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Cookies with Nuts
Macaroons/Amaretti I (flourless Italian almond cookies, with sugar, egg whites and sweet and bitter almonds)
Originated from: Italy
Occasion: Special times
Contributed by: Taken from "The Italian Cook Book" by Maria Gentile (The Italian Book Co., 1919)

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9 ounces granulated sugar
3 1/2 ounces sweet almonds, blanched
1 3/4 ounces of bitter almonds
2 egg whites

wafer cookies for lining (optional)

Equipment needed
Baking tin greased with butter and sprinkled with half flour and half powdered [icing] sugar


"Skin and dry the almonds,then chop them very fine. Mix the sugar and the whites of egg and stir for about half an hour, then add the almonds to form a rather hard paste. Of this make little balls, as large as a small walnut. If the paste is too soft add a little butter, if too hard add a little white of egg, this time beaten. Were it desired to give the macaroons a brownish color, mix with the paste a little burnt sugar. As you form the little ball, that you will flatten to the thickness of one third of an inch, put them over wafers or on pieces of paper or in a baking tin greased with butter and sprinkled with half flour and half powdered sugar. Dispose them at a certain distance from one another as they will enlarge and swell, remaining empty inside. Bake in an oven moderately hot."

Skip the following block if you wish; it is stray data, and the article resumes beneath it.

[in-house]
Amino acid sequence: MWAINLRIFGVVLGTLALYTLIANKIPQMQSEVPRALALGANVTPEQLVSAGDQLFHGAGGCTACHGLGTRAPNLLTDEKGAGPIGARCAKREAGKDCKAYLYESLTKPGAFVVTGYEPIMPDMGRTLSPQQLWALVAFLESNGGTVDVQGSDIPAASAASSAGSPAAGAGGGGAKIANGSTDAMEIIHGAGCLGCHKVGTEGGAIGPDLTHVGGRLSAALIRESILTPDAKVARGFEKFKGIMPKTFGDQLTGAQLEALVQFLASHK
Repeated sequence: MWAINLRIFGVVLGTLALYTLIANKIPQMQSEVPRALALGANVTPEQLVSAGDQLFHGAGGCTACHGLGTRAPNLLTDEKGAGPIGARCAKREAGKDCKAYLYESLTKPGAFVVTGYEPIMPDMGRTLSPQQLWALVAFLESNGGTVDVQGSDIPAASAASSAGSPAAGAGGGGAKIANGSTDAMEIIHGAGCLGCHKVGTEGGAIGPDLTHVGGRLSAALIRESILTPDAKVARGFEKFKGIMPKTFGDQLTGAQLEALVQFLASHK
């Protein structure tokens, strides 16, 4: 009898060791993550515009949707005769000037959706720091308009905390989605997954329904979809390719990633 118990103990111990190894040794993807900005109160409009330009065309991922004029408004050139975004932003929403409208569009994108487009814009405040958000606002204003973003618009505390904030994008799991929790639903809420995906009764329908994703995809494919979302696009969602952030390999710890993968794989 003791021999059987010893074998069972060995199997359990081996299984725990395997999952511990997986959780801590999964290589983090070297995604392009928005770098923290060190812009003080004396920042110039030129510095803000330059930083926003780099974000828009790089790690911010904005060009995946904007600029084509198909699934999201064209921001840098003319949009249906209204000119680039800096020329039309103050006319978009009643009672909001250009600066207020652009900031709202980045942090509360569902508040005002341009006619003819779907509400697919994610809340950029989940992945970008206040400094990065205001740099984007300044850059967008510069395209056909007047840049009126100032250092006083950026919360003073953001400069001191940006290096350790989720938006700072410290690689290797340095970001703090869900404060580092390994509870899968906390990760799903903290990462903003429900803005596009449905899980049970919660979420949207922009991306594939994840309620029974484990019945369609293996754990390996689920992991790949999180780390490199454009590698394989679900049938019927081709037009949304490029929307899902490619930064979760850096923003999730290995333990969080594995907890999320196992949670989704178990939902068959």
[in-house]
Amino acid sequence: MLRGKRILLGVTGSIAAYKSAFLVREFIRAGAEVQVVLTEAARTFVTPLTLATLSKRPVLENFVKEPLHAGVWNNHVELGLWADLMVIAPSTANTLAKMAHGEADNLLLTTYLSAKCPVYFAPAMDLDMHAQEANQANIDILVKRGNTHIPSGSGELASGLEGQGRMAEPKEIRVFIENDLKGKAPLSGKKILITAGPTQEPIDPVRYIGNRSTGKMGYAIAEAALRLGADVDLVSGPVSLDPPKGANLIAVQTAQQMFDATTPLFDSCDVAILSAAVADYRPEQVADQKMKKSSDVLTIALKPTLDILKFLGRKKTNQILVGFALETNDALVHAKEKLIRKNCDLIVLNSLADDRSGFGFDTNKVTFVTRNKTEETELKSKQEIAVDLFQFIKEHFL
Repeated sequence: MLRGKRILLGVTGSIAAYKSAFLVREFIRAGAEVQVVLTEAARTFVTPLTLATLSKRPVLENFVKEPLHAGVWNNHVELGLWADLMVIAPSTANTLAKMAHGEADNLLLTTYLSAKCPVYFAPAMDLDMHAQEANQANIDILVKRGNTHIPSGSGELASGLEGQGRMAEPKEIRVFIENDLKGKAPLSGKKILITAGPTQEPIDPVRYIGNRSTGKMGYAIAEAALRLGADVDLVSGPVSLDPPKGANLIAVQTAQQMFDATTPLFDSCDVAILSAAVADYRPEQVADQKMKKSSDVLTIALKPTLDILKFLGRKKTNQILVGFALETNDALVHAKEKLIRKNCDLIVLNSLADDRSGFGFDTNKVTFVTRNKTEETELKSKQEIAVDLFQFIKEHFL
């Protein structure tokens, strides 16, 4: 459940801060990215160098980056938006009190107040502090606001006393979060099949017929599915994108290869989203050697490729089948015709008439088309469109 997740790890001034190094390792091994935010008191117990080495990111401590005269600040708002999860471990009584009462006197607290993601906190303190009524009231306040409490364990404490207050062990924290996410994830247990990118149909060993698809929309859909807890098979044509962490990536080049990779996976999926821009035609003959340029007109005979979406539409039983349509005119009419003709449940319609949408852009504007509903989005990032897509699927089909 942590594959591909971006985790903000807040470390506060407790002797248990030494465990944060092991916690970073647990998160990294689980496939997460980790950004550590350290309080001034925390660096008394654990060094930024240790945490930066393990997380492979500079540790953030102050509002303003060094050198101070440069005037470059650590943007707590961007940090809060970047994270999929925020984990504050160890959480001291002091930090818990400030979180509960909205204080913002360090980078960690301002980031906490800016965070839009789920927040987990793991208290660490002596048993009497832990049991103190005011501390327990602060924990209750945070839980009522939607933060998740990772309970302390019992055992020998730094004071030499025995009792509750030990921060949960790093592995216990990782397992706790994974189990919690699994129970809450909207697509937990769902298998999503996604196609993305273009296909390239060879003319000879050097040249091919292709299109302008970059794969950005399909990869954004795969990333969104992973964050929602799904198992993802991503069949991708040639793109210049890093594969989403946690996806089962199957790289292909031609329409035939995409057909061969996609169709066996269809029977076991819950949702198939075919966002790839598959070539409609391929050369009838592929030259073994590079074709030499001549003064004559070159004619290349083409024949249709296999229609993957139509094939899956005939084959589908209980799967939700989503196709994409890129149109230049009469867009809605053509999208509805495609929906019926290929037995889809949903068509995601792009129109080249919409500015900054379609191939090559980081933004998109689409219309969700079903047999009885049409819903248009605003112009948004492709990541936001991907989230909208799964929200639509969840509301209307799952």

This recipe was taken from "The Italian Cook Book: the Art of Eating Well, Practical Recipes of the Italian Cuisine" by Mrs. Maria Gentile. It was published in the U.S. in 1919. For the entire copyright-free cookbook see www.archive.org........ P.S. Nowadays "macaroons" and "amaretti" tend to be seen as two different types of cookies. "Macaroons" are generally made with egg whites and sweet almonds and "amaretti" include whole eggs and are flavored with the essence of bitter almonds. When Gentile's book was published in 1919 the words seemed to be used interchangeably. The author described this recipe with the two words -- "macaroon" and "amaretti" but the word, macaroon, was printed in the larger font. If someone were publishing the book today, very likely, the word, amaretti would be in larger font. Also, in this day and age, not many North American shops sell "bitter almonds." Most home cooks use bitter almond extract. Luckily, after an arduous search I found a Middle Eastern grocery shop in Montreal (Akhavan) that did sell bitter almonds (an Iranian export). Using the real thing gave the cookies a wonderful flavor (Surprisingly, "skinning" the almonds was quite easy to do). Half the amount of bitter almonds suggested in this recipe might have been more than enough as the cookies were a touch too bitter. In addition, the cookie paste spread out too much (Should have been thicker, I guess) so the end result was not all that pretty, but the cookies tasted real good.... Photo and notes: Mary Melfi.

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